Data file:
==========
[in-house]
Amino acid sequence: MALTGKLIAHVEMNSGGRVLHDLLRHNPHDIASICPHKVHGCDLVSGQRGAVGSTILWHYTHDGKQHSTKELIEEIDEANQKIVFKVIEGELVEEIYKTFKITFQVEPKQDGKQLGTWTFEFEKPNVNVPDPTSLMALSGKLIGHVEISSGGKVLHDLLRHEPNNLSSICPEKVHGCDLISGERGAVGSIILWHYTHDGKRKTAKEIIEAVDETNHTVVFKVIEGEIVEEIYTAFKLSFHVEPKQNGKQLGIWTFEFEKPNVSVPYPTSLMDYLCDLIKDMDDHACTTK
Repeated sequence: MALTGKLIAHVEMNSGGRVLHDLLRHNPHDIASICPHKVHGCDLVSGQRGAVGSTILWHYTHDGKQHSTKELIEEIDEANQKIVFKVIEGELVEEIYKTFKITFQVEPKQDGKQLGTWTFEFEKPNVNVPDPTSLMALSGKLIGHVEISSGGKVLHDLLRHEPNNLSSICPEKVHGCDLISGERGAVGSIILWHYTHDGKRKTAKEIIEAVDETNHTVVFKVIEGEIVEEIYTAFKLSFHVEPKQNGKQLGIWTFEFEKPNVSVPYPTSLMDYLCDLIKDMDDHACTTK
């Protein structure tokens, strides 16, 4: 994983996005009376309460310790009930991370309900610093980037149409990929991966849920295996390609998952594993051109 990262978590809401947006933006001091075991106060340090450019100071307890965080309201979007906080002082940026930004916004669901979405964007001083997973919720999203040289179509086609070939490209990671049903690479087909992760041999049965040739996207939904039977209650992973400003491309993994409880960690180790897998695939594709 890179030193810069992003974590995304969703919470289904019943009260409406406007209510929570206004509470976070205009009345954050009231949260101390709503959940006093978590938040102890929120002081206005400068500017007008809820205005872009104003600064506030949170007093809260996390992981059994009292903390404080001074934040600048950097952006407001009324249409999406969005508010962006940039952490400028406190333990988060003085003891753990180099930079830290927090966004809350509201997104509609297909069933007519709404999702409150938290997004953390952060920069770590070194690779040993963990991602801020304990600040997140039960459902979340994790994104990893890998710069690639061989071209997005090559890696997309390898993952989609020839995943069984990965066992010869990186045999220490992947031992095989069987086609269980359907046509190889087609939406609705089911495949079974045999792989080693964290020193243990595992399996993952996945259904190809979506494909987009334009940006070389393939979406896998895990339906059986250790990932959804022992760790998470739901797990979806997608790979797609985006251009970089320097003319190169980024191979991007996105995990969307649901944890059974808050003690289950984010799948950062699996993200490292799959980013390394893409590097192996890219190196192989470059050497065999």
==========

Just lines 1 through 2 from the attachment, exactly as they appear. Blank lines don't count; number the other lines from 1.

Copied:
[in-house]
Amino acid sequence: MALTGKLIAHVEMNSGGRVLHDLLRHNPHDIASICPHKVHGCDLVSGQRGAVGSTILWHYTHDGKQHSTKELIEEIDEANQKIVFKVIEGELVEEIYKTFKITFQVEPKQDGKQLGTWTFEFEKPNVNVPDPTSLMALSGKLIGHVEISSGGKVLHDLLRHEPNNLSSICPEKVHGCDLISGERGAVGSIILWHYTHDGKRKTAKEIIEAVDETNHTVVFKVIEGEIVEEIYTAFKLSFHVEPKQNGKQLGIWTFEFEKPNVSVPYPTSLMDYLCDLIKDMDDHACTTK